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City of Brussels admin staff cleared of stealing public money
The City of Brussels is facing a potential claim for "substantial damages" for wrongful dismissal, after a court cleared eight staff of stealing €127,000 of public money.
The clerks were dismissed in 2010 when an external audit revealed missing money in several cash registers at the population office, where ID cards are issued.
The staff had always protested their innocence and the judicial inquiry found no evidence to suggest they were involved. The public prosecutor's office itself called for their acquittal.
In his ruling, the judge said there was a wider problem within the city administration and a "lack of rigour".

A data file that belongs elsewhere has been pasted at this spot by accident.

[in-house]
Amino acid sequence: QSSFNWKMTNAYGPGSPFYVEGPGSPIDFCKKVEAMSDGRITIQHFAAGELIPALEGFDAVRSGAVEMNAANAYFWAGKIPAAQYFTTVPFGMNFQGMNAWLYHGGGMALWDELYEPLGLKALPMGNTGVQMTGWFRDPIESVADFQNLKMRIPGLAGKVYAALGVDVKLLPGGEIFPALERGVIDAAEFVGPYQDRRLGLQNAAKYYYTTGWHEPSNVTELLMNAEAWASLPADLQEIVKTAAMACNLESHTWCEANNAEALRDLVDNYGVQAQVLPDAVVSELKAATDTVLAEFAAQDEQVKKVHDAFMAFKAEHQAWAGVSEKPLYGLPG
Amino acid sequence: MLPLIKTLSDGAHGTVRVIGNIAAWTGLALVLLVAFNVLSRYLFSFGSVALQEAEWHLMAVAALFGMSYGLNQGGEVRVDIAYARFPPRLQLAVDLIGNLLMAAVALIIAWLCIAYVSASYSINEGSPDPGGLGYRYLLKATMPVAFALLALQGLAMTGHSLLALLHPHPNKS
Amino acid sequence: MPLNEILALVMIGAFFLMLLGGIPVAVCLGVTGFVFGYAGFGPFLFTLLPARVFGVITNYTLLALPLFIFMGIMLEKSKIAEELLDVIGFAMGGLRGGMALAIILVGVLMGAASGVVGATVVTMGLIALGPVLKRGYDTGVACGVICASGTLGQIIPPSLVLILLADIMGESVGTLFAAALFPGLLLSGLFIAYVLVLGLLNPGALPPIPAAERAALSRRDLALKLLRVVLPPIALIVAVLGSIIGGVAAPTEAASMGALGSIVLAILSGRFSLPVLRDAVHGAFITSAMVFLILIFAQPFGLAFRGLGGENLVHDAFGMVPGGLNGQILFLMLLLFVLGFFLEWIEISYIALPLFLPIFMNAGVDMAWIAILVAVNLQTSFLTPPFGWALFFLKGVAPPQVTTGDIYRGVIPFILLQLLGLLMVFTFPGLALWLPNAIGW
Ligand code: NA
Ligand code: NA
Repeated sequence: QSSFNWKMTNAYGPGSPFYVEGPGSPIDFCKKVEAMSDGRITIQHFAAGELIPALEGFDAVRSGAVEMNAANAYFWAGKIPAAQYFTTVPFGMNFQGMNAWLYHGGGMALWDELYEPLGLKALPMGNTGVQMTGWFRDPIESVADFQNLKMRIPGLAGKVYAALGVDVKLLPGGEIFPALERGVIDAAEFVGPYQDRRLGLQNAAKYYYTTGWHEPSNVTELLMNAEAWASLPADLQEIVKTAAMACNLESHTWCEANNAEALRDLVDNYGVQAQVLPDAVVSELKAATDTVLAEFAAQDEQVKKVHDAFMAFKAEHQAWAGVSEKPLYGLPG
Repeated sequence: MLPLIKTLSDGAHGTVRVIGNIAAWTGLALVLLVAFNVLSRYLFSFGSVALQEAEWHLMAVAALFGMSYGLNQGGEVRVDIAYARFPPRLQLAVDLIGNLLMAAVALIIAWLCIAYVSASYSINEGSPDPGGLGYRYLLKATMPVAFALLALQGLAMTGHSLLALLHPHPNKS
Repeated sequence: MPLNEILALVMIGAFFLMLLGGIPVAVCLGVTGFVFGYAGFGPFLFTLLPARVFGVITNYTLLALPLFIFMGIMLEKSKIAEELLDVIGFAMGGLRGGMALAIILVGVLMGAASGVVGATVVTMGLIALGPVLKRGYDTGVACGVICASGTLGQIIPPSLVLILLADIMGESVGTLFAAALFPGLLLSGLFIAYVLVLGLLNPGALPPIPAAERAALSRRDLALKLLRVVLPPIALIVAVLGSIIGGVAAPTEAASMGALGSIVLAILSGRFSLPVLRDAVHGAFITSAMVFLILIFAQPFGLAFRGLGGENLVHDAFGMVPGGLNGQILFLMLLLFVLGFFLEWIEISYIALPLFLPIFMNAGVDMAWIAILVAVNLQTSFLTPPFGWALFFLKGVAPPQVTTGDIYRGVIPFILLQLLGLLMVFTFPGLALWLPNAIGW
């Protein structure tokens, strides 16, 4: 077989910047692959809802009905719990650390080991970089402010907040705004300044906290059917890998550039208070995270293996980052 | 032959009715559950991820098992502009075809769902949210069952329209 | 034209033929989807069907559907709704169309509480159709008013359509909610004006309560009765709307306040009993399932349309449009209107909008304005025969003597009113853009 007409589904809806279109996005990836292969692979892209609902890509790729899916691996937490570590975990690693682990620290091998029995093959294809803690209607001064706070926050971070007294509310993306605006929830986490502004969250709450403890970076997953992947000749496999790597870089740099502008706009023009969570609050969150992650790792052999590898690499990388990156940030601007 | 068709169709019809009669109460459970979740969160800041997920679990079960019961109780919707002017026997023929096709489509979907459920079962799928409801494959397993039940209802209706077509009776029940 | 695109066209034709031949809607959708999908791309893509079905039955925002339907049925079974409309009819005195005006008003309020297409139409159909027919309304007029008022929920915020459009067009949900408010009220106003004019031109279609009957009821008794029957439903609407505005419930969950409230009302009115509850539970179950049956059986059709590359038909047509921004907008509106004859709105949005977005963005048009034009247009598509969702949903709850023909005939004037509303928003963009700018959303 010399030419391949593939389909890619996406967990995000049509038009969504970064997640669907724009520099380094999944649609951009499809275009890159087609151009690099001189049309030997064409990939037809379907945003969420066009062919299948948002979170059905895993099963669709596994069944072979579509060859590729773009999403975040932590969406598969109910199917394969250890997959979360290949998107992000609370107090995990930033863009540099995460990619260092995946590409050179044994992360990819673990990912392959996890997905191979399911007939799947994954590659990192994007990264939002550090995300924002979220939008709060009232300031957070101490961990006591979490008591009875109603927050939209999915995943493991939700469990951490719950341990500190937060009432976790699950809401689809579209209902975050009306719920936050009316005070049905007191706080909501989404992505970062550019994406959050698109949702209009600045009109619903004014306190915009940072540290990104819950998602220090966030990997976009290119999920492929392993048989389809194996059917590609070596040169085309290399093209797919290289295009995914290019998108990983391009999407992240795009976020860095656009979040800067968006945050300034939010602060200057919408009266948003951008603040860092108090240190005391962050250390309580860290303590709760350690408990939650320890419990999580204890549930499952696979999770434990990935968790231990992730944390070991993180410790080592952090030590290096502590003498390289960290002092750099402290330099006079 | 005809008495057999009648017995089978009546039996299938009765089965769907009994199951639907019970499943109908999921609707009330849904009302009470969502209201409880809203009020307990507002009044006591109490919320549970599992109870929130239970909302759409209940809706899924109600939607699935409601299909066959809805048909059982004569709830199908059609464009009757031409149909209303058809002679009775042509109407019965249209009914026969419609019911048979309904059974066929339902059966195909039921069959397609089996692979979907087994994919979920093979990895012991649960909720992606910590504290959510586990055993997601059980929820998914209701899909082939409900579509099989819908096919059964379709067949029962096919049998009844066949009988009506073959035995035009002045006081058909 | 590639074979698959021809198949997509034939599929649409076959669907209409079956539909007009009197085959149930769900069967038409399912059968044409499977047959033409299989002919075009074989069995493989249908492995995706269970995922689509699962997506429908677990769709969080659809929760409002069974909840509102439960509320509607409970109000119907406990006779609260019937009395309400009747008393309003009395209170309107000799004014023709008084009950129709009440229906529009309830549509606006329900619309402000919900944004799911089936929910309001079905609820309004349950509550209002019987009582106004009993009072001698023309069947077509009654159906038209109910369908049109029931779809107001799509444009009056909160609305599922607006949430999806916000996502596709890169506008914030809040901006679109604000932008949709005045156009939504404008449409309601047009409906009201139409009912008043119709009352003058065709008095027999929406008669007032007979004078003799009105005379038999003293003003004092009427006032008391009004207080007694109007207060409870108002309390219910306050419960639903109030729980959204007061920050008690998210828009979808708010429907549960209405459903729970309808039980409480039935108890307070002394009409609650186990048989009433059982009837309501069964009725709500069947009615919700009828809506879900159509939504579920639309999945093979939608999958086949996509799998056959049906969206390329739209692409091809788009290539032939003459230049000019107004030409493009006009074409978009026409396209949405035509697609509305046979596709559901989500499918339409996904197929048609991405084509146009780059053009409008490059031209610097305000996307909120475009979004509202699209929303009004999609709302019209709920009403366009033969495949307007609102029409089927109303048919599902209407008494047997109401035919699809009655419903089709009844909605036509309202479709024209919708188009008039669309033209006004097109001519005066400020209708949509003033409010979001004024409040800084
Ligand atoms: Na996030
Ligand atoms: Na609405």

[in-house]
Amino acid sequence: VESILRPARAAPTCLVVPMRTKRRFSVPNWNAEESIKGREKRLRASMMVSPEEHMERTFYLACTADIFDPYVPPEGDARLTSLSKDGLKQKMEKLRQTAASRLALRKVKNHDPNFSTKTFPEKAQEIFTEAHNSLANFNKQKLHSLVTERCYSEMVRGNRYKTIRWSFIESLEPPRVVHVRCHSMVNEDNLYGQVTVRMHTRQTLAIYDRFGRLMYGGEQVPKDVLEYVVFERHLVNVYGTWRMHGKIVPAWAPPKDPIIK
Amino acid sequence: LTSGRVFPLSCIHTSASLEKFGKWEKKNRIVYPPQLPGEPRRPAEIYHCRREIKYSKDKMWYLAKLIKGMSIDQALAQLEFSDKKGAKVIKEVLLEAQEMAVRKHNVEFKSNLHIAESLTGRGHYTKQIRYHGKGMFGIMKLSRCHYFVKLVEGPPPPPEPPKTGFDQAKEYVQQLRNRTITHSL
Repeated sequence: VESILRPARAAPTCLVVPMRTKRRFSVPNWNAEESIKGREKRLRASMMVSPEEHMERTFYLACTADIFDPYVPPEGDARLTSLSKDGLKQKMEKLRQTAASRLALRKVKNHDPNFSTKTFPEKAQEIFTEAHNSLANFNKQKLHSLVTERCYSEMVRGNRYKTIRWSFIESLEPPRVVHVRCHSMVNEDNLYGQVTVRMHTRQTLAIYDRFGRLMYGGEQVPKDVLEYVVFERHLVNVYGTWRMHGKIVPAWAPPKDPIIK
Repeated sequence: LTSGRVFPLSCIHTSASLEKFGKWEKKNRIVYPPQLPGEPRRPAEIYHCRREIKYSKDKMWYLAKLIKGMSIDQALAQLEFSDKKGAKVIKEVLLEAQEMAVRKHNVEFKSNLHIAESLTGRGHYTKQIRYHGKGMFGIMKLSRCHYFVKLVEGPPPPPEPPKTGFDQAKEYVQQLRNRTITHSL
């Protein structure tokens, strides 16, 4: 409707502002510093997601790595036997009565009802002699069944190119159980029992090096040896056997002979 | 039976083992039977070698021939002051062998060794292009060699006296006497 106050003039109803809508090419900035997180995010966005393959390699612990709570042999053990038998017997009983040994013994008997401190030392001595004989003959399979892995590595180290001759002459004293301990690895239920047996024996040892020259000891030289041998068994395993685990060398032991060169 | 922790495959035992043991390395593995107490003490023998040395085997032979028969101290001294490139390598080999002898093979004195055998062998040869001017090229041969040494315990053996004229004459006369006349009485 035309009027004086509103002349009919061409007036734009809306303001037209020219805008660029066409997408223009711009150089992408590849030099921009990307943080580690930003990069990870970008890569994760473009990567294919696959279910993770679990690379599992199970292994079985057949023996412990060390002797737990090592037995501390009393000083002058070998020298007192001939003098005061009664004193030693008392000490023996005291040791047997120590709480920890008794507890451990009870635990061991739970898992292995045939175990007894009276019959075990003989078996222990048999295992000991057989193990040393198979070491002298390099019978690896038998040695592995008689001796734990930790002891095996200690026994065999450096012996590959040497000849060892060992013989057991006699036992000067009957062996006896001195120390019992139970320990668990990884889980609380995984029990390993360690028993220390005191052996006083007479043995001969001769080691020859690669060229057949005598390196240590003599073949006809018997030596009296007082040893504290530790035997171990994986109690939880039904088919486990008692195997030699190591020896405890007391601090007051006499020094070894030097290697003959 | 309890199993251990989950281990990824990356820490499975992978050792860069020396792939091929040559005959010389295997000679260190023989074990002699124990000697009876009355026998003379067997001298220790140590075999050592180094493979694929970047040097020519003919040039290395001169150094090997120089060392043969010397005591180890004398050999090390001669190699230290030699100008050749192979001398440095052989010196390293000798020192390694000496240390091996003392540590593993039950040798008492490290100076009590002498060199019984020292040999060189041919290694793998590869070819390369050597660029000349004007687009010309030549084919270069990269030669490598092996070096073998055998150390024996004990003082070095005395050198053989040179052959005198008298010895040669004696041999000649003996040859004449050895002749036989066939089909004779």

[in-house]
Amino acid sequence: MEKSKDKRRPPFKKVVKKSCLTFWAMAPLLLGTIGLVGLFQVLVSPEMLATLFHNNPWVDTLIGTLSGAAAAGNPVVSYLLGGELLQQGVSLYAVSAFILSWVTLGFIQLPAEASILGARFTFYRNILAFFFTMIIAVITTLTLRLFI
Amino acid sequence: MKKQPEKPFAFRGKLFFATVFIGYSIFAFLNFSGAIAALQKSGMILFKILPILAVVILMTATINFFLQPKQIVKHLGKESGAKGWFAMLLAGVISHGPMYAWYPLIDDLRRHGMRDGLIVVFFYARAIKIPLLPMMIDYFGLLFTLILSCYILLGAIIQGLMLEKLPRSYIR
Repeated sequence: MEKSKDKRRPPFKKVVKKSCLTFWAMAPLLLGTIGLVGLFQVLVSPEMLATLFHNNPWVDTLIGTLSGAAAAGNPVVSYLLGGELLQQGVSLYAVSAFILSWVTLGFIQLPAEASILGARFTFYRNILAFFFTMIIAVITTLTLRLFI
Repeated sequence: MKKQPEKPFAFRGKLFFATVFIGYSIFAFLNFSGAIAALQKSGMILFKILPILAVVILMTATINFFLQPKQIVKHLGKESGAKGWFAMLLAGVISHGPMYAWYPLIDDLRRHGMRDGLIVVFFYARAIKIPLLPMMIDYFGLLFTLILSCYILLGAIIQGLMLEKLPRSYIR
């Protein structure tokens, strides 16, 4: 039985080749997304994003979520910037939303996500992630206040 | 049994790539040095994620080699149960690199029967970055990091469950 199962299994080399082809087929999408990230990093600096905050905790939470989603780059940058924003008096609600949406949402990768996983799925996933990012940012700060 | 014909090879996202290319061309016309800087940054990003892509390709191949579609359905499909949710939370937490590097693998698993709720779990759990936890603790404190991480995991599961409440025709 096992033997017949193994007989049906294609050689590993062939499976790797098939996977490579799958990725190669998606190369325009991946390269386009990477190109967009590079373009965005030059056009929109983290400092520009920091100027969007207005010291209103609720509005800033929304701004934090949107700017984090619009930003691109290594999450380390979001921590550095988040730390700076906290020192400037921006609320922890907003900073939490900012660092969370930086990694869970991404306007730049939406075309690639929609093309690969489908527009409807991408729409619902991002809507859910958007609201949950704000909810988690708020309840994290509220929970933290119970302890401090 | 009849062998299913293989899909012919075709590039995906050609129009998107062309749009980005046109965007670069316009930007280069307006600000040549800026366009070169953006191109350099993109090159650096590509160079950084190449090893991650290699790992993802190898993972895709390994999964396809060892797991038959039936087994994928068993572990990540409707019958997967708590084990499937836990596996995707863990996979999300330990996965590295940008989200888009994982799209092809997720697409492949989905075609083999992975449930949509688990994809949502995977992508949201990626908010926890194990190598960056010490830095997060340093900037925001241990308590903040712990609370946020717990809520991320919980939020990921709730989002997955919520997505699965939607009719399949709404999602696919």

He said: "It is incomprehensible that the City of Brussels was not aware of a cash shortfall earlier.
"It is also not likely that the system could have been set up by the defendants without the knowledge of their 50 other colleagues and their superiors."
Five of the clerks were contractors, who were instantly sacked, and one was seconded from the interior ministry, which began its own disciplinary procedure.
The other two, who were employed directly by the city council, had part of their salary withheld until they successfully appealed to the Council of State in 2012 for their jobs to be reinstated.
Since then, they have been suspended - a sanction that has been renewed every four months pending the outcome of this latest court case.